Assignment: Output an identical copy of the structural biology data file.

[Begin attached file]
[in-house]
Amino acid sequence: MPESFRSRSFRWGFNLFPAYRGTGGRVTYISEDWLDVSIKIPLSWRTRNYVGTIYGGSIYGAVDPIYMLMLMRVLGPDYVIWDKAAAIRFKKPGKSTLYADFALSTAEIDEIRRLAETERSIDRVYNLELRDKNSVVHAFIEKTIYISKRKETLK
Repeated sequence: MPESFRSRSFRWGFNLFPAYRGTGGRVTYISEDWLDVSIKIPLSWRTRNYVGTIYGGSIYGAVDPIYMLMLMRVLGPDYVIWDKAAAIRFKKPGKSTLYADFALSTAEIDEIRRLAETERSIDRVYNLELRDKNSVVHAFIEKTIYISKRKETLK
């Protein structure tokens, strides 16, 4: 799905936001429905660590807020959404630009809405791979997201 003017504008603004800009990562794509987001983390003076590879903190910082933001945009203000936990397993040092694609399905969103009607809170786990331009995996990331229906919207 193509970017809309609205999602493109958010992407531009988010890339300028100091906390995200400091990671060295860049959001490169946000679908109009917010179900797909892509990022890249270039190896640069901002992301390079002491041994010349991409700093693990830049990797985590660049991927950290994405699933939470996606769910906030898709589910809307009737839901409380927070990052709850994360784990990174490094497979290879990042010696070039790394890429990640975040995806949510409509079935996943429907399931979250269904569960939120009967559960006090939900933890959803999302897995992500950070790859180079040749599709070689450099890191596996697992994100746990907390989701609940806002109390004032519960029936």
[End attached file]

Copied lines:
[in-house]
Amino acid sequence: MPESFRSRSFRWGFNLFPAYRGTGGRVTYISEDWLDVSIKIPLSWRTRNYVGTIYGGSIYGAVDPIYMLMLMRVLGPDYVIWDKAAAIRFKKPGKSTLYADFALSTAEIDEIRRLAETERSIDRVYNLELRDKNSVVHAFIEKTIYISKRKETLK
Repeated sequence: MPESFRSRSFRWGFNLFPAYRGTGGRVTYISEDWLDVSIKIPLSWRTRNYVGTIYGGSIYGAVDPIYMLMLMRVLGPDYVIWDKAAAIRFKKPGKSTLYADFALSTAEIDEIRRLAETERSIDRVYNLELRDKNSVVHAFIEKTIYISKRKETLK
């Protein structure tokens, strides 16, 4: 799905936001429905660590807020959404630009809405791979997201 003017504008603004800009990562794509987001983390003076590879903190910082933001945009203000936990397993040092694609399905969103009607809170786990331009995996990331229906919207 193509970017809309609205999602493109958010992407531009988010890339300028100091906390995200400091990671060295860049959001490169946000679908109009917010179900797909892509990022890249270039190896640069901002992301390079002491041994010349991409700093693990830049990797985590660049991927950290994405699933939470996606769910906030898709589910809307009737839901409380927070990052709850994360784990990174490094497979290879990042010696070039790394890429990640975040995806949510409509079935996943429907399931979250269904569960939120009967559960006090939900933890959803999302897995992500950070790859180079040749599709070689450099890191596996697992994100746990907390989701609940806002109390004032519960029936």